Saturday, July 24, 2010

"Sometimes I wonder if God is weeping"

"Sometimes I wonder if God, or whomever is up there somewhere, is weeping. Or if he's mad as all get out."


Hi, Lil.

I kind of think it is neither. That we exist at all is such a miracle. That a gecko can move and breathe is an amazing overabundance of good fortune. There is no reason that such a thing must ever have happened, and yet it has. When a toad then shoots out her tongue and eats him it is not bad luck, it is absolutely imperative for life to go on. We have to die. Our bodies must fall apart. The earth itself must fall apart and rebuild and one day die entirely.  In the process it injures and kills millions. But it MUST. There is no cruelty in that, however much it torments us.

There are also cruelties and disasters caused by humans. That we have evolved to the point where we can cause destruction as well as care about it, but not to the point where we are willing to stop causing suffering, is not a shocking thing. Species of all sorts do terrible things without a blink of compassion; they just haven't had the ability to do it on such a large scale. That we have developed compassion and introspection is as startling as that we have developed the ability to see, or breathe, or in any way be alive.

We are blessed with the joy and passion and sorrow and rage that come with inheriting physical bodies in an astonishing universe, a universe and bodies that could not have been predicted and which we in no way "earned". The bodies, the suffering, the universe--all gifts. That we feel those emotions is amazing, though from the perspective of my pain it isn't always possible to see that. But if someone as subjective and human as I can occasionally get a glimpse of this, a god of the omniscient variety would be able to see it far more clearly. And if she wept, it would be as much with joy and awe and amusement and tenderness as with sorrow.

 Evolution takes a long time. Maybe we will make it to the next, desired spot of compelling and universal wisdom and compassion. But if we don't, it isn't that we have failed. It wasn't failure that caused mass extinctions many times in the history of the earth. It was a combination of factors including luck--the luck that brought those conditions together at that time. Just as the many times we have NOT gone extinct are a result of the combination of factors that led to our continuance--as an individual, a species, a biosphere.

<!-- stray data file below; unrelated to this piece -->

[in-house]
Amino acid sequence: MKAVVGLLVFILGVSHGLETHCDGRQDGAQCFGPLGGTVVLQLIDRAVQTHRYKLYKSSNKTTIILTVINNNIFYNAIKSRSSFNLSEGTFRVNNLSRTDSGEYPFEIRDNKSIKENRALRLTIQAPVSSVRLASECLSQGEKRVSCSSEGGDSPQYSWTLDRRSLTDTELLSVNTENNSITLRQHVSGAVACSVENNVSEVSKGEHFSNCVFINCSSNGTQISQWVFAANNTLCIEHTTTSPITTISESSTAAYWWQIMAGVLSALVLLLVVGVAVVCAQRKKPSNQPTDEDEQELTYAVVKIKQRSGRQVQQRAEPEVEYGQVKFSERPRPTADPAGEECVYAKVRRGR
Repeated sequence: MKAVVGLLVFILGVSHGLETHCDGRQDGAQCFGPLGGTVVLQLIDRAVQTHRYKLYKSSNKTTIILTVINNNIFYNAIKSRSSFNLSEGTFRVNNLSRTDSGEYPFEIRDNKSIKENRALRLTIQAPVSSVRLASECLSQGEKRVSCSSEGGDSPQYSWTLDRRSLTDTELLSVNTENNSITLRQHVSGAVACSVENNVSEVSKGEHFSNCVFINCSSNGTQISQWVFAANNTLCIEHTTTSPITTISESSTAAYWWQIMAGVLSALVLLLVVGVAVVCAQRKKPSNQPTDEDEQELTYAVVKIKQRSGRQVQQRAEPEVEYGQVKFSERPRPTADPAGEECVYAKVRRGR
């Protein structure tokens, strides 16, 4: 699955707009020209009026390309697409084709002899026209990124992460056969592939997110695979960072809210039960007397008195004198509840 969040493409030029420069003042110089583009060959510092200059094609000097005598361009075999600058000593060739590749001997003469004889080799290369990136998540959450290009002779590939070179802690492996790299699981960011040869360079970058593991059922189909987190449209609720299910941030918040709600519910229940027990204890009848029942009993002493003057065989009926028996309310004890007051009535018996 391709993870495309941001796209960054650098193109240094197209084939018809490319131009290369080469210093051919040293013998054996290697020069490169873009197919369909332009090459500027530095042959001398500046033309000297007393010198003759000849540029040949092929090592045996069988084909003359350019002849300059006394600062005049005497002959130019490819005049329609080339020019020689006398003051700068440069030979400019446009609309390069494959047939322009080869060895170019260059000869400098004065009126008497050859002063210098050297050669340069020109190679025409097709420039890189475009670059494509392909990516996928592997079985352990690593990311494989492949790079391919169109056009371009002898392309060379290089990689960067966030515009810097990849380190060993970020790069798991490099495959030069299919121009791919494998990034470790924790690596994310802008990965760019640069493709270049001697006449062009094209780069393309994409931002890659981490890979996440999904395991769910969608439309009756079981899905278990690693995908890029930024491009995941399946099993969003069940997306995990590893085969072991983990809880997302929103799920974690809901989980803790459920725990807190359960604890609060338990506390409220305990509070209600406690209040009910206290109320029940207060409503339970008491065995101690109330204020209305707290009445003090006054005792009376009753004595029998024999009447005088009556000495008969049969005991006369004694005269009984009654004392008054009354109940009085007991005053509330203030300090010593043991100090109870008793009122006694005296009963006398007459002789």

To me, suffering, cruelty, destruction, and death are sad. I am still very attached to my life and to my perspective as a human who hurts and dies. But if I stand back and imagine all the worlds and universes beginning and ending and following so many different and similar paths, I am struck by the breathtaking wonder of it all, and my own sorrow and fear grow small and comforted. 

It is a huge thing that we are a part of. Unimaginably huge and inexpressibly beautiful. That we even try to figure it out is mind-boggling. That we can't is not surprising. Which is why I am grateful I have my breath to return to. When nothing else makes sense, there is a deep comfort in just noticing my breath, an ability and an experience which I share with all of you and in some form with every living being on earth. And, perhaps, beyond. What a luxury. What a joy.


Friday, July 16, 2010

Posture of the Infinite: She Likes It!


I just wanted to share with you Elisa's comments on "The Posture of the Infinite", the story I wrote for her (as a prize, using her prompts. See my interview with Bitten By Books).

Spoiler Alert!

You are right - the story isn't exactly what I prompted for, but I think that's a good thing.   :)

There were moments where the story reminded me of The Epic of Gilgamesh, which is one of my favorite stories from my time at University studying literature and history. I love the idea that Daya had great knowledge (and therefore power) with each life/species she experienced, and yet all she wanted was to help someone else. She didn't complain about an inability to control her fate, nor did she scheme for which incarnation she desired next, she just gave.

And I liked that as she transformed with each position, it symbolized each being she has been or will be. Which of course begs the question: is the posture of the infinite each pose you take, or is it the essence of your soul (no matter what form you've taken) in each lifetime? Personally, I feel her desire to interact with others in a positive matter is the Posture of the Infinite. Perhaps that's my rosy outlook on how humanity should be - I can't shake my naïveté sometimes - but that's what I got from Daya.

A fitting story to be dedicated to me, to be certain!

Thank you so much for tackling my prompt, the result was perhaps experimental and literary, but a great experiment at that.  

Elisa Jankowski

Now, to send the story out somewhere. (My, I'm lax.)